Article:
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Edwin Forrest as Hamlet
 
The following article was originally published in Hamlet From the Actor's Standpoint. Henry P. Phelps. New York: Edgar S. Werner, 1890.

Edwin Forrest as HamletEdwin Forrest (1806-1872) was not physically suited to represent Hamlet, although it was a favorite with him, and it was admitted that he read the part with great discrimination, and that his conception was excellent. "Hamlet," says Barrett, "added nothing to his fame."

Hackett says:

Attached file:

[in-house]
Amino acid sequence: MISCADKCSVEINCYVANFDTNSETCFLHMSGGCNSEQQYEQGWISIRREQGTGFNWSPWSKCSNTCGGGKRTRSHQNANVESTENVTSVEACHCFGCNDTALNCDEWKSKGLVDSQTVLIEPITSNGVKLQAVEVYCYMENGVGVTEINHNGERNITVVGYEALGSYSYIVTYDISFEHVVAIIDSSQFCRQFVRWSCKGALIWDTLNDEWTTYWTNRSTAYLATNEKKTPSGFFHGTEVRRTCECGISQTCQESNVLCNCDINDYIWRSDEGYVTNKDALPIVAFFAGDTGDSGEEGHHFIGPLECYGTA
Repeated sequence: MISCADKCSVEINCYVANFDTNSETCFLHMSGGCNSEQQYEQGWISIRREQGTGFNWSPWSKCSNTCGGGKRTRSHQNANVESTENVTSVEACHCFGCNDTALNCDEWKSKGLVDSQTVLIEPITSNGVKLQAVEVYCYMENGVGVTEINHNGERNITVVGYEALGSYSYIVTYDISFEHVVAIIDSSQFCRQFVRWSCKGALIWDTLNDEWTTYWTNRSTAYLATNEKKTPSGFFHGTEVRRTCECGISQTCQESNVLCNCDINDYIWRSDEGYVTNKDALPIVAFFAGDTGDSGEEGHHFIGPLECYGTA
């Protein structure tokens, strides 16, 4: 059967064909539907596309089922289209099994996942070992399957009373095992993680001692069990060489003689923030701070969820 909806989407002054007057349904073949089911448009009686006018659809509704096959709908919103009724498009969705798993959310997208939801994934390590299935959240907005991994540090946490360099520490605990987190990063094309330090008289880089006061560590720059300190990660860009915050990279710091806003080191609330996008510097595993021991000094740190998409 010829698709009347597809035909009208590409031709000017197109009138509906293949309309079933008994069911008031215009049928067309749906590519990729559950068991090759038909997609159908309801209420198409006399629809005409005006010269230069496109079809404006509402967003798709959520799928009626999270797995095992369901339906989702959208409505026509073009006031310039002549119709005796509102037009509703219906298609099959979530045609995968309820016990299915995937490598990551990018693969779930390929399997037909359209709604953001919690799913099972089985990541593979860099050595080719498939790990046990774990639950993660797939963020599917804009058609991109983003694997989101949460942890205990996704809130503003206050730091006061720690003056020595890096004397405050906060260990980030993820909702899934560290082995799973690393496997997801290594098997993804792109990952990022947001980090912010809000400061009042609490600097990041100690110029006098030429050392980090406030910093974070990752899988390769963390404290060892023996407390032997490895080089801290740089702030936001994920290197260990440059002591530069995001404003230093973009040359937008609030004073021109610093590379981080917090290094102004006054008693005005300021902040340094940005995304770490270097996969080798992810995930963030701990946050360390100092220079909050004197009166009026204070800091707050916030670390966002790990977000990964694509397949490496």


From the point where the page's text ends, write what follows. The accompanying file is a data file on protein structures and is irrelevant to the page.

"I was present at Forrest's original début as Hamlet (1829), but he seemed out of his element; his spirit seemed incapable of being subdued to the normal quality and meditative propensity of Hamlet's philosophic mind; his iron nerve and powerful physique appeared to pant continually for opportunities or pretext to display themselves; his evident uneasiness suggested to me such as I would conceive natural to a young but full-grown and newly-caged lion; indeed, it struck me that could Mr. Forrest's Hamlet have been, though some accident, allowed to ventilate his own impulses for a few moments as soon as his father's Ghost had bidden him 'Adieu,' etc., he would have bounded unceremoniously into the presence of his uncle Claudius, and with the impetuosity of an enraged and sinewy athlete have driven his rapier through and through his heart, and ended the play in the first act."

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